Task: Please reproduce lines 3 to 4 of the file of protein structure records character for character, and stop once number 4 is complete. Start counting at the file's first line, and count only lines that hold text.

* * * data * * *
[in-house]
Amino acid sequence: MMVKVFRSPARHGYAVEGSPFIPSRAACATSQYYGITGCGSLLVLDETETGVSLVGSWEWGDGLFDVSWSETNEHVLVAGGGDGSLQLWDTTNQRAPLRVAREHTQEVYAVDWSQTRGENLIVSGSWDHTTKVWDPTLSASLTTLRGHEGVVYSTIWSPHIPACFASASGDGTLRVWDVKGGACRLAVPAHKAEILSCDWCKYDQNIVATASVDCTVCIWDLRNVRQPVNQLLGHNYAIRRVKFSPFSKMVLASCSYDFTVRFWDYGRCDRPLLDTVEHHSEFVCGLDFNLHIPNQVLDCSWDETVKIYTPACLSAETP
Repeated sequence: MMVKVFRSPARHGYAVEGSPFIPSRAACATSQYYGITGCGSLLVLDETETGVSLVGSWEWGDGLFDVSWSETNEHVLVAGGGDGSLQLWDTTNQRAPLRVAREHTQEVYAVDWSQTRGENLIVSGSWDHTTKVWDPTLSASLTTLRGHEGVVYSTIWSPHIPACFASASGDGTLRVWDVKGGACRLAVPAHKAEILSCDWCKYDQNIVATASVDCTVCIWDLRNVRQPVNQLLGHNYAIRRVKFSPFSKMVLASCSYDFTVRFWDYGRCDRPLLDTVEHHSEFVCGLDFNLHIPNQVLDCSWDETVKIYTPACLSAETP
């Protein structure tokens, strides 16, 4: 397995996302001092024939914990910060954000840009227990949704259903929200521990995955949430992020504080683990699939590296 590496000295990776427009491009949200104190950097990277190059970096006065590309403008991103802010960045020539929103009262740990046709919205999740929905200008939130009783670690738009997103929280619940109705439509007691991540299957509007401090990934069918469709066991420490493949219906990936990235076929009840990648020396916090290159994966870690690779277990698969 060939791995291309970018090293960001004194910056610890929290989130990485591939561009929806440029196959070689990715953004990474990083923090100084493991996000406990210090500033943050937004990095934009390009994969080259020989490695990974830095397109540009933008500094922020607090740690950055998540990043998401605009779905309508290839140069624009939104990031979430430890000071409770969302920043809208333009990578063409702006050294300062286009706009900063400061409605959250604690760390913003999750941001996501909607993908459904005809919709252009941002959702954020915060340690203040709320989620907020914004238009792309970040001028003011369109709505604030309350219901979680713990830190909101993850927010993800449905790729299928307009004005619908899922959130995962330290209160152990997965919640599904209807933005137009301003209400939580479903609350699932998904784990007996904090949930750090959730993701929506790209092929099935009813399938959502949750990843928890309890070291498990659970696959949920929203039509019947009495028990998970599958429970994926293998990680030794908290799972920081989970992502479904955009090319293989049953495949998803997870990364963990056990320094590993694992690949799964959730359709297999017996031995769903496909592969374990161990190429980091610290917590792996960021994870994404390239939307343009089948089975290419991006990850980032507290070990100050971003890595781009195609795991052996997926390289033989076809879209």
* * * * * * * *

Repeated sequence: MMVKVFRSPARHGYAVEGSPFIPSRAACATSQYYGITGCGSLLVLDETETGVSLVGSWEWGDGLFDVSWSETNEHVLVAGGGDGSLQLWDTTNQRAPLRVAREHTQEVYAVDWSQTRGENLIVSGSWDHTTKVWDPTLSASLTTLRGHEGVVYSTIWSPHIPACFASASGDGTLRVWDVKGGACRLAVPAHKAEILSCDWCKYDQNIVATASVDCTVCIWDLRNVRQPVNQLLGHNYAIRRVKFSPFSKMVLASCSYDFTVRFWDYGRCDRPLLDTVEHHSEFVCGLDFNLHIPNQVLDCSWDETVKIYTPACLSAETP
């Protein structure tokens, strides 16, 4: 397995996302001092024939914990910060954000840009227990949704259903929200521990995955949430992020504080683990699939590296 590496000295990776427009491009949200104190950097990277190059970096006065590309403008991103802010960045020539929103009262740990046709919205999740929905200008939130009783670690738009997103929280619940109705439509007691991540299957509007401090990934069918469709066991420490493949219906990936990235076929009840990648020396916090290159994966870690690779277990698969 060939791995291309970018090293960001004194910056610890929290989130990485591939561009929806440029196959070689990715953004990474990083923090100084493991996000406990210090500033943050937004990095934009390009994969080259020989490695990974830095397109540009933008500094922020607090740690950055998540990043998401605009779905309508290839140069624009939104990031979430430890000071409770969302920043809208333009990578063409702006050294300062286009706009900063400061409605959250604690760390913003999750941001996501909607993908459904005809919709252009941002959702954020915060340690203040709320989620907020914004238009792309970040001028003011369109709505604030309350219901979680713990830190909101993850927010993800449905790729299928307009004005619908899922959130995962330290209160152990997965919640599904209807933005137009301003209400939580479903609350699932998904784990007996904090949930750090959730993701929506790209092929099935009813399938959502949750990843928890309890070291498990659970696959949920929203039509019947009495028990998970599958429970994926293998990680030794908290799972920081989970992502479904955009090319293989049953495949998803997870990364963990056990320094590993694992690949799964959730359709297999017996031995769903496909592969374990161990190429980091610290917590792996960021994870994404390239939307343009089948089975290419991006990850980032507290070990100050971003890595781009195609795991052996997926390289033989076809879209």